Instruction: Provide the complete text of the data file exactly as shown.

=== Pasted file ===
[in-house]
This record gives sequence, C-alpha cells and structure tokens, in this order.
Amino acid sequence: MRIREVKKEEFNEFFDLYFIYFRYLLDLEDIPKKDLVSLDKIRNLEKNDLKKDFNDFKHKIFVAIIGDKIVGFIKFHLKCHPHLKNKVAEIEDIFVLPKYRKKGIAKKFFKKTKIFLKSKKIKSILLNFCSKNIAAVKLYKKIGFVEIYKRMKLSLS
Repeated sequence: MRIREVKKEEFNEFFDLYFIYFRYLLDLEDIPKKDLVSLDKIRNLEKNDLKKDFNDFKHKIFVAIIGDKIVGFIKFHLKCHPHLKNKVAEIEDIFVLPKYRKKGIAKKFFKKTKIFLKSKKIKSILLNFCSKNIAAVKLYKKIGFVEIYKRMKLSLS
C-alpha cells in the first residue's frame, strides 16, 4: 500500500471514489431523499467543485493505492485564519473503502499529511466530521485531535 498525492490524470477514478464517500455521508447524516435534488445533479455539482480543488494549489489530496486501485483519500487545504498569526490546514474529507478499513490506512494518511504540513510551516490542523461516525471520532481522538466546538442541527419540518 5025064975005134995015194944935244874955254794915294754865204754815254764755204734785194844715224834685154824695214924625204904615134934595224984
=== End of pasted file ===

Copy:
[in-house]
This record gives sequence, C-alpha cells and structure tokens, in this order.
Amino acid sequence: MRIREVKKEEFNEFFDLYFIYFRYLLDLEDIPKKDLVSLDKIRNLEKNDLKKDFNDFKHKIFVAIIGDKIVGFIKFHLKCHPHLKNKVAEIEDIFVLPKYRKKGIAKKFFKKTKIFLKSKKIKSILLNFCSKNIAAVKLYKKIGFVEIYKRMKLSLS
Repeated sequence: MRIREVKKEEFNEFFDLYFIYFRYLLDLEDIPKKDLVSLDKIRNLEKNDLKKDFNDFKHKIFVAIIGDKIVGFIKFHLKCHPHLKNKVAEIEDIFVLPKYRKKGIAKKFFKKTKIFLKSKKIKSILLNFCSKNIAAVKLYKKIGFVEIYKRMKLSLS
C-alpha cells in the first residue's frame, strides 16, 4: 500500500471514489431523499467543485493505492485564519473503502499529511466530521485531535 498525492490524470477514478464517500455521508447524516435534488445533479455539482480543488494549489489530496486501485483519500487545504498569526490546514474529507478499513490506512494518511504540513510551516490542523461516525471520532481522538466546538442541527419540518 5025064975005134995015194944935244874955254794915294754865204754815254764755204734785194844715224834685154824695214924625204904615134934595224984